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As California’s legislative session closes out, new Assembly Speaker Robert Rivas faces a test

Assembly Speaker Robert Rivas stands with farmland in the background
California Assembly Speaker Robert Rivas visits Paicines, Calif., a farmworker community where he grew up, in June.
(Jason Armond / Los Angeles Times)
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Good morning. It’s Tuesday, Sept. 12. Here’s what you need to know to start your day.

  • Assembly Speaker Robert Rivas faces the end of the legislative session
  • Labor unions keep flexing their muscles
  • What happened at L.A.’s exclusive vegan dinner party where everyone is totally nude
  • And here’s today’s e-newspaper

As California’s legislative session closes out, new Assembly Speaker Robert Rivas faces a test

At the end of June, Robert Rivas was sworn in as speaker of the California Assembly, capping a roughly yearlong divisive effort to secure one of the Golden State’s most powerful political seats.

The Democrat represents the state’s largely rural District 29, marking a notable shift after a generation of speakers who represented the L.A. or San Francisco regions. His family’s background as Mexican immigrants who worked on farms in the Central Valley also sets him apart from much of the political establishment in Sacramento.

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Speaking with Times Sacramento bureau chief Laurel Rosenhall, former secretary of Defense and California congressman Leon Panetta said it’s important for Rivas “to bring that perspective to Sacramento, which too often basically listens to the loudest voices, and not always the most important needs.”

“So far Rivas has managed to navigate California’s varied political universes largely by playing nice,” Laurel wrote, explaining that his first real test is about to begin as the state Legislature’s 2023 session ends Thursday.

Several controversial bills with major potential impacts on Californians will be decided in the coming days, including ones that seek to:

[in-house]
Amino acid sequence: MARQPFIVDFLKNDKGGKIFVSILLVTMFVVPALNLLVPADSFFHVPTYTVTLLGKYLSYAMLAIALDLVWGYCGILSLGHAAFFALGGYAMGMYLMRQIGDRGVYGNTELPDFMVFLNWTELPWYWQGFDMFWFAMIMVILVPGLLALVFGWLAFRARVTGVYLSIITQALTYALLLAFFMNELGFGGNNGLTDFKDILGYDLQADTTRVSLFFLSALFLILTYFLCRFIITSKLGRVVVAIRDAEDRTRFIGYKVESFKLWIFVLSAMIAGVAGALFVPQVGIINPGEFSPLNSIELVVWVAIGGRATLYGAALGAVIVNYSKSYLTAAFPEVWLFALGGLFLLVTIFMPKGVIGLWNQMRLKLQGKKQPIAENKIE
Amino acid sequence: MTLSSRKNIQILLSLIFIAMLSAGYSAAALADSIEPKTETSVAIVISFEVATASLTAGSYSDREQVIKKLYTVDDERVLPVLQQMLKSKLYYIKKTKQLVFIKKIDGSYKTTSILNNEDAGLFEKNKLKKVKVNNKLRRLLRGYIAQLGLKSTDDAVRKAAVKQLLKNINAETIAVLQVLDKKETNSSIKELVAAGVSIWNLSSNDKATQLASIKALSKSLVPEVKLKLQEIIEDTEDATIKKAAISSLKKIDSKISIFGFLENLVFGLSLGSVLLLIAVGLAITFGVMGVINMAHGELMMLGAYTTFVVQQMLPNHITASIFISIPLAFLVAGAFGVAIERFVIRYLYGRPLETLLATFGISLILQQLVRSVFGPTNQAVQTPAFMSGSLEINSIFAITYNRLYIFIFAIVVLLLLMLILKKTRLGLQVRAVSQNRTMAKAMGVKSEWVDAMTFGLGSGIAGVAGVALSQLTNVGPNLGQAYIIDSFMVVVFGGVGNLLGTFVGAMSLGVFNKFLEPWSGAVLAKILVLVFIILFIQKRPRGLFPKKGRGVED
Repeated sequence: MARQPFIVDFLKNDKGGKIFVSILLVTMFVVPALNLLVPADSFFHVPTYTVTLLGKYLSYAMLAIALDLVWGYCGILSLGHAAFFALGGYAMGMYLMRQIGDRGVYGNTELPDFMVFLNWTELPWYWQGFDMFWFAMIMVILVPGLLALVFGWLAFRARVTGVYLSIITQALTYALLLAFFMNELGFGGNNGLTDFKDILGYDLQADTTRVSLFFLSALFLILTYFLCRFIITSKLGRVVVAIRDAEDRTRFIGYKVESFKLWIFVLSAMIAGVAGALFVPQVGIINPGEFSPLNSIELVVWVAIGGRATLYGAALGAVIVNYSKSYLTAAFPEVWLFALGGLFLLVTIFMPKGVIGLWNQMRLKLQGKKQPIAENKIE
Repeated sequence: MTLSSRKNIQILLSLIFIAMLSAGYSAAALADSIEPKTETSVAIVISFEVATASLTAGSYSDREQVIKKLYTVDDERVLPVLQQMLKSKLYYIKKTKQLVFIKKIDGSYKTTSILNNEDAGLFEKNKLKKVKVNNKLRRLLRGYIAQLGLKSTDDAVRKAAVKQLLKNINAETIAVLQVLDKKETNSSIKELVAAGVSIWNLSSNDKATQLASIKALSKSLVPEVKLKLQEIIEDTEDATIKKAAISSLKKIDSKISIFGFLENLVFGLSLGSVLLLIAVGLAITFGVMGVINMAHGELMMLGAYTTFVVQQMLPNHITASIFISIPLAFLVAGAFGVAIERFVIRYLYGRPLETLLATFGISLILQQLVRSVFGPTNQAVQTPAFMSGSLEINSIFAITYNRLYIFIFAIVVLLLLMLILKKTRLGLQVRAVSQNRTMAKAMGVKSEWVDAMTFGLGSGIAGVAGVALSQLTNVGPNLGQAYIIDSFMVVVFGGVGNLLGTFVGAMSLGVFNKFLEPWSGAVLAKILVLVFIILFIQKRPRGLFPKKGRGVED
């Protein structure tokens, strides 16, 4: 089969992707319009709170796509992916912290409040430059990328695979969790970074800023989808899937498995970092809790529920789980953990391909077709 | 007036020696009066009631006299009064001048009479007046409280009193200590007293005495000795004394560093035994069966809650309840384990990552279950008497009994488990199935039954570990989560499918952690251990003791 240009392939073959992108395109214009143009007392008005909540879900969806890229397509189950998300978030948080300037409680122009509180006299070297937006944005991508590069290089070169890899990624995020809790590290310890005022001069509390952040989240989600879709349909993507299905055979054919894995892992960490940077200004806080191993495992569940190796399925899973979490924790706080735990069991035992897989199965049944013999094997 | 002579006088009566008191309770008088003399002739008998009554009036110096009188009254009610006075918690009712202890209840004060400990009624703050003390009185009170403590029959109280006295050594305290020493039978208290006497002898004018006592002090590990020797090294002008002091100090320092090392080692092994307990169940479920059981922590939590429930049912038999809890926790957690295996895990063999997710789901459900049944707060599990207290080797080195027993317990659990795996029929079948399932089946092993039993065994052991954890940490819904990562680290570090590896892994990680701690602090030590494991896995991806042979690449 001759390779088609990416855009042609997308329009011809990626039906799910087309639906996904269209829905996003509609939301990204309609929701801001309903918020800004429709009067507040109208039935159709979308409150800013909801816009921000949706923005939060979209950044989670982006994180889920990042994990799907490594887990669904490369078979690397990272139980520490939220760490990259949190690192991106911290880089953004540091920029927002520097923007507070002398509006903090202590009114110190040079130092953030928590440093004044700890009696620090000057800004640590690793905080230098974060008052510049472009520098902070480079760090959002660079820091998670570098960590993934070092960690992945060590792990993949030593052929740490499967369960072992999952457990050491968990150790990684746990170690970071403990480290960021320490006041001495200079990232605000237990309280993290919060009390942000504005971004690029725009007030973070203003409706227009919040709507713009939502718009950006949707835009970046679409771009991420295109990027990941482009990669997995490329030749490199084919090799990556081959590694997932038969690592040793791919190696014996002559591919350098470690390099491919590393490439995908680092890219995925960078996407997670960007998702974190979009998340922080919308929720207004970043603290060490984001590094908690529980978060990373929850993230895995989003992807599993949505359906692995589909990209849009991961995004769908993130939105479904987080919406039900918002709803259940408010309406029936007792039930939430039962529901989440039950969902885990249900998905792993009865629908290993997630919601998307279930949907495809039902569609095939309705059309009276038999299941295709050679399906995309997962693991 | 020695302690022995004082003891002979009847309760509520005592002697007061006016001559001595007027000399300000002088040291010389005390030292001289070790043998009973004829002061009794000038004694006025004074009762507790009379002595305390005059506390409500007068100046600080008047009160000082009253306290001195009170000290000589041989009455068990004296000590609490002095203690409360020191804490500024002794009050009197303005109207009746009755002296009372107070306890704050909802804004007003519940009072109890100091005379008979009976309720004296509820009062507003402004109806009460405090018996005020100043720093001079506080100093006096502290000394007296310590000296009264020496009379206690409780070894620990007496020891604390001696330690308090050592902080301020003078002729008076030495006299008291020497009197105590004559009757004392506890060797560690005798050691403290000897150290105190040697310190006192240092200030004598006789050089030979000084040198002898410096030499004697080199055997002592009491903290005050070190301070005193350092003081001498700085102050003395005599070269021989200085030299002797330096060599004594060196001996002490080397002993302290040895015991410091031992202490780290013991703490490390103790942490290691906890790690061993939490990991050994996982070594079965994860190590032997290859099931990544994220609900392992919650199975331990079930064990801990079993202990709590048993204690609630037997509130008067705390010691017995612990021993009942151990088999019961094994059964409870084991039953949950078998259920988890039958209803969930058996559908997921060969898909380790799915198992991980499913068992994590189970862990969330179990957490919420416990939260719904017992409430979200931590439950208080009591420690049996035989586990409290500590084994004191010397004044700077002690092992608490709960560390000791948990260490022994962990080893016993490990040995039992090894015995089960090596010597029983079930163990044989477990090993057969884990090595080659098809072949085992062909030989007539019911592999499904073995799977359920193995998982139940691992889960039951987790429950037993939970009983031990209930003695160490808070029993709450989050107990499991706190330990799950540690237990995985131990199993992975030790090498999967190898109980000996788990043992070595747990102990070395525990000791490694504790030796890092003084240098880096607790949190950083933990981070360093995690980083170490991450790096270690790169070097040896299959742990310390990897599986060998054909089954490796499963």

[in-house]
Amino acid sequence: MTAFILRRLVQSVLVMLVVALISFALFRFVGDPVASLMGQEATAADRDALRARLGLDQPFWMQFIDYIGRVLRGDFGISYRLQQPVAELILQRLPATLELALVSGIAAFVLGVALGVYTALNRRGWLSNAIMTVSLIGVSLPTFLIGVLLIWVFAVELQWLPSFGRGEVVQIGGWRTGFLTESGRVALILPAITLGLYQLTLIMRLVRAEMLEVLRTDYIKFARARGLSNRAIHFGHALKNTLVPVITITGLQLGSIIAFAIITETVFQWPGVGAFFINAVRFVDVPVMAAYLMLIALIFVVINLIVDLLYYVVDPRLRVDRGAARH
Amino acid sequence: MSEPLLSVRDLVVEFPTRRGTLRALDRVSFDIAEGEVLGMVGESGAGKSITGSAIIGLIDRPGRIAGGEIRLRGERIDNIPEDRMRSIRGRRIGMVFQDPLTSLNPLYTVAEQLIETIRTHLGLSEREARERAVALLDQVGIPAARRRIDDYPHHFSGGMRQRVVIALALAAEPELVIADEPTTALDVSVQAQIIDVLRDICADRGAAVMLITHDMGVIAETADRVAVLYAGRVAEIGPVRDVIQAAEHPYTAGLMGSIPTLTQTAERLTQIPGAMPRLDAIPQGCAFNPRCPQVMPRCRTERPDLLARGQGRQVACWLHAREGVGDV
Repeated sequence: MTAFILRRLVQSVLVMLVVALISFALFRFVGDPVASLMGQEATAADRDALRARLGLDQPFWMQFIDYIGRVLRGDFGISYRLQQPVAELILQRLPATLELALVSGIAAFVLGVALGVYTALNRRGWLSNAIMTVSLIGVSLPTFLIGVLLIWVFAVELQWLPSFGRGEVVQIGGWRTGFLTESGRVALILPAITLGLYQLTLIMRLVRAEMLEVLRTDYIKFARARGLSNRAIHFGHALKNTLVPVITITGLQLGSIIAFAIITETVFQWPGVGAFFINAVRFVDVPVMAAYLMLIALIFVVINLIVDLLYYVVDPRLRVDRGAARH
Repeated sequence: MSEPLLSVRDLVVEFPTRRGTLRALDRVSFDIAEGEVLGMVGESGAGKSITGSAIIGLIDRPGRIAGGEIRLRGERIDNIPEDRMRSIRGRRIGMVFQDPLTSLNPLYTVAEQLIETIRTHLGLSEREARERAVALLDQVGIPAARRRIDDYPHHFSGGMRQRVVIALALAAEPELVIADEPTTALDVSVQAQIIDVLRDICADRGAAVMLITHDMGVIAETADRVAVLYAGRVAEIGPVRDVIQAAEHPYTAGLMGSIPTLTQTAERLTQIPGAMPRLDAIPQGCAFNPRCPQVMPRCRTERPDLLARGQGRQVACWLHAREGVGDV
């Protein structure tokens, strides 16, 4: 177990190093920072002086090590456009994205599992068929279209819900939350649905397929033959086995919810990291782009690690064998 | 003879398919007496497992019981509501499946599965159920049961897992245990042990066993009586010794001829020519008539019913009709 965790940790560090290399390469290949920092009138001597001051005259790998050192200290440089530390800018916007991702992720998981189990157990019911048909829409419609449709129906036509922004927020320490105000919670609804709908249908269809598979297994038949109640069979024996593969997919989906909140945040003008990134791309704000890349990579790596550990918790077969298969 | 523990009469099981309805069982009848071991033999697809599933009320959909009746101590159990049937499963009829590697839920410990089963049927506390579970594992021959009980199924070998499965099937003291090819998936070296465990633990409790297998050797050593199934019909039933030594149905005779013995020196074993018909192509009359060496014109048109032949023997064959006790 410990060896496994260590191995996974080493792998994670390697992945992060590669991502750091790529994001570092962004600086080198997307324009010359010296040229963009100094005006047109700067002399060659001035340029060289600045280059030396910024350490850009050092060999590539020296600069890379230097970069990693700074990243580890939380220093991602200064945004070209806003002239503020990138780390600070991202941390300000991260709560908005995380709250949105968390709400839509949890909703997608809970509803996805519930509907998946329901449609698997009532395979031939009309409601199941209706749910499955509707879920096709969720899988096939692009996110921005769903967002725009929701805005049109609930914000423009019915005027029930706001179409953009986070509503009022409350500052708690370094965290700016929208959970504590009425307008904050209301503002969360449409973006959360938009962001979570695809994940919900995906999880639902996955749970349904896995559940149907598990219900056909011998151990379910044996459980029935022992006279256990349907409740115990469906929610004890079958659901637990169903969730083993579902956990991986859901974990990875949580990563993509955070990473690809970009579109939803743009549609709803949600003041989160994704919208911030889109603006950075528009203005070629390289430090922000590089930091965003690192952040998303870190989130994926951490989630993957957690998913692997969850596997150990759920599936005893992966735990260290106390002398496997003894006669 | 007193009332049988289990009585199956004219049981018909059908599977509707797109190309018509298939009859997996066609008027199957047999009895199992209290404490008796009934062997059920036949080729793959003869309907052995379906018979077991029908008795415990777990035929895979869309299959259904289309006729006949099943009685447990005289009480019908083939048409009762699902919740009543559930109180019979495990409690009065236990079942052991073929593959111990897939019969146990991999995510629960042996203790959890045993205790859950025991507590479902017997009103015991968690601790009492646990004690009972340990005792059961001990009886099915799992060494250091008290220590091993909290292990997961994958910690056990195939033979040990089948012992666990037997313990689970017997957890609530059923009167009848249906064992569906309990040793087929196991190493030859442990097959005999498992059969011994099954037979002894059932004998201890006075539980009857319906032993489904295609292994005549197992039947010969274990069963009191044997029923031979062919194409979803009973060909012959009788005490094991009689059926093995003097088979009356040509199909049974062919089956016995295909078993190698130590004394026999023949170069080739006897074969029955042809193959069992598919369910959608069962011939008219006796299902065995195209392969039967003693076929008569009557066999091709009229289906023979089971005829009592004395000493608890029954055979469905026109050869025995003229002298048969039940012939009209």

“Rivas used his small-town charm to build power,” Laurel wrote. “But will he be effective in steering a caucus dominated by big-city liberals?”

Another factor she highlights in her profile of the new speaker: the “unusual mix of ideologies” that form Rivas’ background. His grandfather was part of the farmworker rights movement. He’s been applauded for a progressive record. But he’s also collaborated with moderate Democrats in the state and reached across the aisle on occasion.

His wife was across that aisle, Laurel notes, registered as a Republican for more than a decade, though she switched to a minor party in 2022. Rivas’ brother and cousin also work for Govern for California, a network largely made up of Silicon Valley venture capitalists that opposes interest groups, including public employee unions, that they say “have dominated the halls of the Capitol in Sacramento.”

That fed a narrative by Rivas’ opponents that he had used his brother’s connections to buy political power. The Assembly speaker disputes that.

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“I am my own person. I make my own decisions,” he told The Times. “The only people that influence me are, certainly, the people I represent [and] the members that I work with in the Legislature.”

You can read more about Rivas in Laurel Rosenhall’s story.

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Show us your favorite place in California! Send us photos you have taken of spots in California that are special — natural or human-made — and tell us why they’re important to you.

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The mountains and rugged ocean shore of the Big Sur area near Monterey and Carmel.
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Today’s great photo is from Latonya Harris of Antelope, Calif.: The mountains and rugged ocean shore of the Big Sur area. Latonya writes:

The mountains and rugged ocean shore of the Big Sur area near Monterey and Carmel is one of California’s most awe-inspiring sights.

Have a great day, from the Essential California team

Ryan Fonseca, reporter
Kevinisha Walker, multiplatform editor
Laura Blasey, assistant editor
Karim Doumar, head of newsletters

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